The Downsides of Learning New Things
Why learning kills inspiration and creativity (for a time)
I am currently enrolled in a course about fitness training and coaching. Something I feel is important for me on a personal and professional level. If I intend on helping others achieve their fitness goals, I owe it to them to be actively learning myself. The only downside to actively learning something is that my inspiration and creativity take a back seat for a while.
Prior to taking on this challenge, I would only need to go to the gym, down some pre-workout and let the hot-takes flow. On Twitter, my followers seemed to enjoy them and I think more importantly, they succinctly pointed towards raw truths. Such as my description of proper form simply being the active balancing of performing maximal targeted work while minimizing the risk of injury. It’s abstract, but it does a good job or repackaging ‘proper form’, something we think of as highly mechanical and structurally learned. That was thought of between sets of squats. Profound or not, I enjoyed the thought because it was inspired and simple.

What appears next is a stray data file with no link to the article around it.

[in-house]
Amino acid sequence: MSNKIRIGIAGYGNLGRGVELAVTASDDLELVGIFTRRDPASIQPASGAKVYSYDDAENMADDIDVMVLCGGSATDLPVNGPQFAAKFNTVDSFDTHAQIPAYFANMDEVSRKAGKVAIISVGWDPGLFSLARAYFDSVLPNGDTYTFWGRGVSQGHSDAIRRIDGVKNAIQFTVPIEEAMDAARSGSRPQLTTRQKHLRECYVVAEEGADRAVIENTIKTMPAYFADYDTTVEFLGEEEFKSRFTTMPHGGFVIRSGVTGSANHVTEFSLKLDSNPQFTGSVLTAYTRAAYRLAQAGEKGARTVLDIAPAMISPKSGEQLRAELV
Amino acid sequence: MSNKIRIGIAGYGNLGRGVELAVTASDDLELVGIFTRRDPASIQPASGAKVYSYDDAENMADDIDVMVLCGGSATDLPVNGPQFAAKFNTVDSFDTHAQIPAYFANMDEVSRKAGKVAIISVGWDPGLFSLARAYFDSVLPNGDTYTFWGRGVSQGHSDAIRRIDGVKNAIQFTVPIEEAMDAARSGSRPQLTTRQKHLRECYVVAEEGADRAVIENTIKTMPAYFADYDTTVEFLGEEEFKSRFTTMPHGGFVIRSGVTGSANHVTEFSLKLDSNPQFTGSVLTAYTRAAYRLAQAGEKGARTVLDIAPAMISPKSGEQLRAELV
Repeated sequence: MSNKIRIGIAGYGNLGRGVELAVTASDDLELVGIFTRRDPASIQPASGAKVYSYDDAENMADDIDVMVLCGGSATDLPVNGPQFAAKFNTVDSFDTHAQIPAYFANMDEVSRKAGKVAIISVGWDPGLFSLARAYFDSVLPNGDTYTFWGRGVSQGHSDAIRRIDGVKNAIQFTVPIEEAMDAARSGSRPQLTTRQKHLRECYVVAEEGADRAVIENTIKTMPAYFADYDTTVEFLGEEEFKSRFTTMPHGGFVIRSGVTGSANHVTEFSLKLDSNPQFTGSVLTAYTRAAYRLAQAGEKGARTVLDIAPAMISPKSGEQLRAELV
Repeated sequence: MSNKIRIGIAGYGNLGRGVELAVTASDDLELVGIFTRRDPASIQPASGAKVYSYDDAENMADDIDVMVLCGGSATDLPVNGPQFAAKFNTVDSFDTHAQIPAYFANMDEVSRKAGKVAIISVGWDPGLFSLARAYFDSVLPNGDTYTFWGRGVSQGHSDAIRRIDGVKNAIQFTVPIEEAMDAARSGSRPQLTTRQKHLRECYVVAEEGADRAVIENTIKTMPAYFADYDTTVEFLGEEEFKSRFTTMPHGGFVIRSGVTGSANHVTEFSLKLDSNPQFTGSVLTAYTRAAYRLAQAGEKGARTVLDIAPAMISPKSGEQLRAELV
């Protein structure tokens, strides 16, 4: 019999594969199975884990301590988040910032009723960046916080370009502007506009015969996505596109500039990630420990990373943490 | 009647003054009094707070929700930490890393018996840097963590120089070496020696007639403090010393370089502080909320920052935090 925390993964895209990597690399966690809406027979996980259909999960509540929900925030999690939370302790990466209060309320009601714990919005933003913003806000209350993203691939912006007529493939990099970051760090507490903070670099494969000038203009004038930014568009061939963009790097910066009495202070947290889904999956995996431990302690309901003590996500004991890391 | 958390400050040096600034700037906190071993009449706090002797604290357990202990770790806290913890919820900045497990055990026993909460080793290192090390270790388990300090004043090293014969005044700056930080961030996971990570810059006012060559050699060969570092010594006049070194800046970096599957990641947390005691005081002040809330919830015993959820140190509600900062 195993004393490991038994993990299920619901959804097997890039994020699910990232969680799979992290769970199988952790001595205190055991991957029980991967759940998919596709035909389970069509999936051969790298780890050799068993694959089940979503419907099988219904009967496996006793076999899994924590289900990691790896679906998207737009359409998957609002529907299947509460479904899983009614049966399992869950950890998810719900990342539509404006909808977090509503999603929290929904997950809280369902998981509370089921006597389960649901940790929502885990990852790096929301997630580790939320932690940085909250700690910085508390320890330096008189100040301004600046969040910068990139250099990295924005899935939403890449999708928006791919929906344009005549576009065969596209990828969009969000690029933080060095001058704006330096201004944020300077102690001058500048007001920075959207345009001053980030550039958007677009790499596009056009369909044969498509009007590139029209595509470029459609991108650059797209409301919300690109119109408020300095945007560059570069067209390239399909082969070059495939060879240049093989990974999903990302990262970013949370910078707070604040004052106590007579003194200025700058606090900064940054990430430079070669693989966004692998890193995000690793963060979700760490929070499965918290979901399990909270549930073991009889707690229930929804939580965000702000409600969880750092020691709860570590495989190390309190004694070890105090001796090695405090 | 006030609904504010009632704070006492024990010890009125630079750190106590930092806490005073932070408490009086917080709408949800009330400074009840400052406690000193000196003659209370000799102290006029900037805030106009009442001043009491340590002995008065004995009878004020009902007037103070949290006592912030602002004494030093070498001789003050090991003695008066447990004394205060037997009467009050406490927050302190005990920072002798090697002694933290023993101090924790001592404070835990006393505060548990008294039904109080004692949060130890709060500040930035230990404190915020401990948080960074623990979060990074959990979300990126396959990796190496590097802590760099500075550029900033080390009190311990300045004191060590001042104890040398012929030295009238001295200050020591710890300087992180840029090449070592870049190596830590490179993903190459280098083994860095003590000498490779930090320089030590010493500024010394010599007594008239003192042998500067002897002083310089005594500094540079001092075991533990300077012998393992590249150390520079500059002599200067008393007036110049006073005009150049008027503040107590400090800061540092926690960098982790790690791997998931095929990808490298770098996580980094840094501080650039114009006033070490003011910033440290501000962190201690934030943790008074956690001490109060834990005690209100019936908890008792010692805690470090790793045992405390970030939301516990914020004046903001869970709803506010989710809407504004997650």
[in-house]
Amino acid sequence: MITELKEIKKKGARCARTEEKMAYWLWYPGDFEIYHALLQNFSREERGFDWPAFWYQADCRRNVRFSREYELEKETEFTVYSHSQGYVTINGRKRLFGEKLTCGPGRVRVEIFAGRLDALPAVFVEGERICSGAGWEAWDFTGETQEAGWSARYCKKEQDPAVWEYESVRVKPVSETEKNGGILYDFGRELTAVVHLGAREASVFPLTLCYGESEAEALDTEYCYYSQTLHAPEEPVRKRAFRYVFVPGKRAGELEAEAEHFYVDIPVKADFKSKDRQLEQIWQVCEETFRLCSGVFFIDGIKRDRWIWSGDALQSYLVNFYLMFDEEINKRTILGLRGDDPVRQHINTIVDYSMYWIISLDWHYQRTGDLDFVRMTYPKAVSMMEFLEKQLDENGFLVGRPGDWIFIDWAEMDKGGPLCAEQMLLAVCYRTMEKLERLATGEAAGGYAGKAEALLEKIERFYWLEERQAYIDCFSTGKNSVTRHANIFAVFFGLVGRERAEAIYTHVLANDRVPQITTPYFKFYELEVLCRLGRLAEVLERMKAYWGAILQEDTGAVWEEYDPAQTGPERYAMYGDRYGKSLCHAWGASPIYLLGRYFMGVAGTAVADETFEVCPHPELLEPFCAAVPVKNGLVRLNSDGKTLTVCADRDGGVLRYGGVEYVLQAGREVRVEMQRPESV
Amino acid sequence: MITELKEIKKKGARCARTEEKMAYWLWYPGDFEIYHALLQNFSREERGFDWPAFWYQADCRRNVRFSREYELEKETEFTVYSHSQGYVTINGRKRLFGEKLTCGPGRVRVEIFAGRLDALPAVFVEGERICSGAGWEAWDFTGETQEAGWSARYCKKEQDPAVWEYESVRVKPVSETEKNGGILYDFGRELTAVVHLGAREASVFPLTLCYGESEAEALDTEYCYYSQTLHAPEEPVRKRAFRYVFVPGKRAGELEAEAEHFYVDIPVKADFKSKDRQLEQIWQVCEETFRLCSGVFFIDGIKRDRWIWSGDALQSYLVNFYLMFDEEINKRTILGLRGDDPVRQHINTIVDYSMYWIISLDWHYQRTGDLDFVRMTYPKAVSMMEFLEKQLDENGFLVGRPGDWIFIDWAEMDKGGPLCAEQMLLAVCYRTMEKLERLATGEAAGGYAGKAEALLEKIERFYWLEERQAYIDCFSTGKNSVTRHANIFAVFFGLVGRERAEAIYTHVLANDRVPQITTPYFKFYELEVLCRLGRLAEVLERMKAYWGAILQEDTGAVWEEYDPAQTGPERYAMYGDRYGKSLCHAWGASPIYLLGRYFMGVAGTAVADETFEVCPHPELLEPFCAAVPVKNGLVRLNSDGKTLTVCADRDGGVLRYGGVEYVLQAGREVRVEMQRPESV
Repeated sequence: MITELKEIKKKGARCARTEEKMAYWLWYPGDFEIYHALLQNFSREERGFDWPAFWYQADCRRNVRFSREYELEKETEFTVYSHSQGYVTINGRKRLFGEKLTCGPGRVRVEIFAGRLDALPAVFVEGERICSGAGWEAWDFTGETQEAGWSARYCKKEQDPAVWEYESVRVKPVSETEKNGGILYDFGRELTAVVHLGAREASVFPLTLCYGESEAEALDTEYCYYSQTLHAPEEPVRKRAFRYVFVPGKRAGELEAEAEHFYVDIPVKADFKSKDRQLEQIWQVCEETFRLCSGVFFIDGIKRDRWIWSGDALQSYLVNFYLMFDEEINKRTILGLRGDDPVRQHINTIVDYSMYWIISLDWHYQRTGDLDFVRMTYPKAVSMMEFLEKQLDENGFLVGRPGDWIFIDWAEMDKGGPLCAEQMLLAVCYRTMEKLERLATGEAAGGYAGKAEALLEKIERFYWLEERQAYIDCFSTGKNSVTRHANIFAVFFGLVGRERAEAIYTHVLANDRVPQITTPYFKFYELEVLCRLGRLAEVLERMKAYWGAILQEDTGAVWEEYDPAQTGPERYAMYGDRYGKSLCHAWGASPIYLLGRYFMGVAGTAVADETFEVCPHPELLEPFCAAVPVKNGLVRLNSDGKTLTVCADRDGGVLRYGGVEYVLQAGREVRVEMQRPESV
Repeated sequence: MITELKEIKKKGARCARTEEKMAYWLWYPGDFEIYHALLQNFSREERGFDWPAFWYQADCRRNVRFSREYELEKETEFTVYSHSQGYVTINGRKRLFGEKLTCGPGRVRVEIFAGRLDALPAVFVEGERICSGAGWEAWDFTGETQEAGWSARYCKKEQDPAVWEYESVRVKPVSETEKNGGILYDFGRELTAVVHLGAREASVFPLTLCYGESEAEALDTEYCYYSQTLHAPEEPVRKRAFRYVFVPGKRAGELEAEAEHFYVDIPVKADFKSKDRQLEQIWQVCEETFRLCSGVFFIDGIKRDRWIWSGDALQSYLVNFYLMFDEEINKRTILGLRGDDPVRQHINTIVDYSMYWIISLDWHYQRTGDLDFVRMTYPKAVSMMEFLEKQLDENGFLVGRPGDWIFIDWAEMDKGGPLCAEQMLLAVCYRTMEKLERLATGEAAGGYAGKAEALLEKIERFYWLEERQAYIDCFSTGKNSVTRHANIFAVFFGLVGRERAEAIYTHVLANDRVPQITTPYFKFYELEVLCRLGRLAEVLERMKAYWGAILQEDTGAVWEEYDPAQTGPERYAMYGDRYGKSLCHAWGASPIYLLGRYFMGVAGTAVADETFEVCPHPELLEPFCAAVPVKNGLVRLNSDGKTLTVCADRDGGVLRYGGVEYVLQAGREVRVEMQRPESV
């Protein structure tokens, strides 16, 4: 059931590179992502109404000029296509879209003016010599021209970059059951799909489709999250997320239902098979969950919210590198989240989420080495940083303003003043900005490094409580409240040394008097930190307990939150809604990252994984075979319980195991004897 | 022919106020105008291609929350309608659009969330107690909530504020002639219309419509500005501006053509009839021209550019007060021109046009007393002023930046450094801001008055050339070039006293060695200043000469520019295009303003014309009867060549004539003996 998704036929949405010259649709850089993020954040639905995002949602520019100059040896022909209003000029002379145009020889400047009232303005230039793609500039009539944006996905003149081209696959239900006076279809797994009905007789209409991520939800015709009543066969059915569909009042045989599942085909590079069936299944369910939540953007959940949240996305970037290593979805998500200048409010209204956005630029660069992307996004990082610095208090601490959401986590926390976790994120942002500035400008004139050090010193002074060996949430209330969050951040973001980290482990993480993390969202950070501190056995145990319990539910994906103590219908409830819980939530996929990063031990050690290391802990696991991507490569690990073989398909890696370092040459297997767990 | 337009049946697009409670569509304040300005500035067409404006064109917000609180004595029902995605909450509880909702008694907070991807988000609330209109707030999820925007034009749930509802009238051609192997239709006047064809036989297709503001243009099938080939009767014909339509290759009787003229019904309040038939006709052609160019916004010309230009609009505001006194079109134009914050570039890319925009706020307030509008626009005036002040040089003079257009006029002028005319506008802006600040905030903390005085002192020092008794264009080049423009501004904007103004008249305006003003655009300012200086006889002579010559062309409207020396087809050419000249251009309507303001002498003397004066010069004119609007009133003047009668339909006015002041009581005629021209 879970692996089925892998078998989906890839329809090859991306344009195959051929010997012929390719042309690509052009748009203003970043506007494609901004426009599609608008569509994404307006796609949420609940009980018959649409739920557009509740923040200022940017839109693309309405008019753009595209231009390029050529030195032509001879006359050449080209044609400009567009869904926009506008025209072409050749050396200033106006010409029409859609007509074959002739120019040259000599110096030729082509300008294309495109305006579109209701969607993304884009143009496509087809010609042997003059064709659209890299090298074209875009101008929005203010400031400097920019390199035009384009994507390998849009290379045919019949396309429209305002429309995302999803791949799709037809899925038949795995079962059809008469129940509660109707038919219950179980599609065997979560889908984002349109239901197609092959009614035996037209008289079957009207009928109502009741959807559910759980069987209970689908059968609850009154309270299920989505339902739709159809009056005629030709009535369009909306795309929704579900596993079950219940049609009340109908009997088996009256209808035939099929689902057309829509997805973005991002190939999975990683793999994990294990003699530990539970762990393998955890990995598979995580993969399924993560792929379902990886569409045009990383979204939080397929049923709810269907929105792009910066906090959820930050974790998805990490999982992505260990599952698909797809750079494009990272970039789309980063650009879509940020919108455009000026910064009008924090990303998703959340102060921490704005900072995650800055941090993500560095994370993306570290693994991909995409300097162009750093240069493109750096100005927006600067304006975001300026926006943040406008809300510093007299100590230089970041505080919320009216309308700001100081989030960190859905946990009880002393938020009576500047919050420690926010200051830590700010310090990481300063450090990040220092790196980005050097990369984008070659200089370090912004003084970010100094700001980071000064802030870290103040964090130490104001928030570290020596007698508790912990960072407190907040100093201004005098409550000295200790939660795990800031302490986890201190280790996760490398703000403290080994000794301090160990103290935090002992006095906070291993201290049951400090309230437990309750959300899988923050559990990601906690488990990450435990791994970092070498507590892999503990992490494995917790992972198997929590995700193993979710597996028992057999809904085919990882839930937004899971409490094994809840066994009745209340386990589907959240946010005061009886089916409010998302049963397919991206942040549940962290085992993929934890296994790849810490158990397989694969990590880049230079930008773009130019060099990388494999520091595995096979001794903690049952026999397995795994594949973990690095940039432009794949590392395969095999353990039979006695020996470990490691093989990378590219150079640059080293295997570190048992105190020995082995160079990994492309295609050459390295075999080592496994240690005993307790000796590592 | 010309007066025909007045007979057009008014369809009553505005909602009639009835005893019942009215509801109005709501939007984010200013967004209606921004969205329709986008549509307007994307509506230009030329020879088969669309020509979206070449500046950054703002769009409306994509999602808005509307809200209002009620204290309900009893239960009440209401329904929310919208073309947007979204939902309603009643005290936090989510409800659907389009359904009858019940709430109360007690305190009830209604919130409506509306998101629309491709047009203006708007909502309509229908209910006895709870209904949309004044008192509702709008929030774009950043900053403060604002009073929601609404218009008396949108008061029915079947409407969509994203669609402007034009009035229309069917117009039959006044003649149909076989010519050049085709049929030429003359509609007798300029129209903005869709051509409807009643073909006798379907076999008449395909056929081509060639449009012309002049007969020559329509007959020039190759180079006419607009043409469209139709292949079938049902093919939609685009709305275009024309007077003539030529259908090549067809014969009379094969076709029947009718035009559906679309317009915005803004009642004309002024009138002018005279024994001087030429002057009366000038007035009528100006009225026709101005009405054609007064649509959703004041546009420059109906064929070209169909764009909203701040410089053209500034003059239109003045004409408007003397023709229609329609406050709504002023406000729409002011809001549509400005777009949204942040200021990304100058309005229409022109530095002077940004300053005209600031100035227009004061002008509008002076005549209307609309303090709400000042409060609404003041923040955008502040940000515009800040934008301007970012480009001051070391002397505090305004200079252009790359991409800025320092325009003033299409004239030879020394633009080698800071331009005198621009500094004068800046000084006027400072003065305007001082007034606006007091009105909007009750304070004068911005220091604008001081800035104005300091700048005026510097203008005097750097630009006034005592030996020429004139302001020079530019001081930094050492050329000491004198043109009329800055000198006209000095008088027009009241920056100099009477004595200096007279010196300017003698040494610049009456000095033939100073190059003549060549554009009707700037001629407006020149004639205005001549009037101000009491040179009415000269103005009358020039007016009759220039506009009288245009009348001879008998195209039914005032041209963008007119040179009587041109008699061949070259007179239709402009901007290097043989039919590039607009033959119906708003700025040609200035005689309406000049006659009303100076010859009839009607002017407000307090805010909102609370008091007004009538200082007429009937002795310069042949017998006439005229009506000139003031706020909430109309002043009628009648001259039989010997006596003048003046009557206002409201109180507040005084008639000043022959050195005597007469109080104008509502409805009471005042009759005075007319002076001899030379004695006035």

It’s common for musicians without formal training that decide to learn music theory to experience a lull in creativity (described in the clip below). This concept applies to all creative endeavors but it’s necessary if you intend on growing in ways that aren’t random or adrift. While, I’m excited to come out the other side of this process, I fully welcome the strain of learning.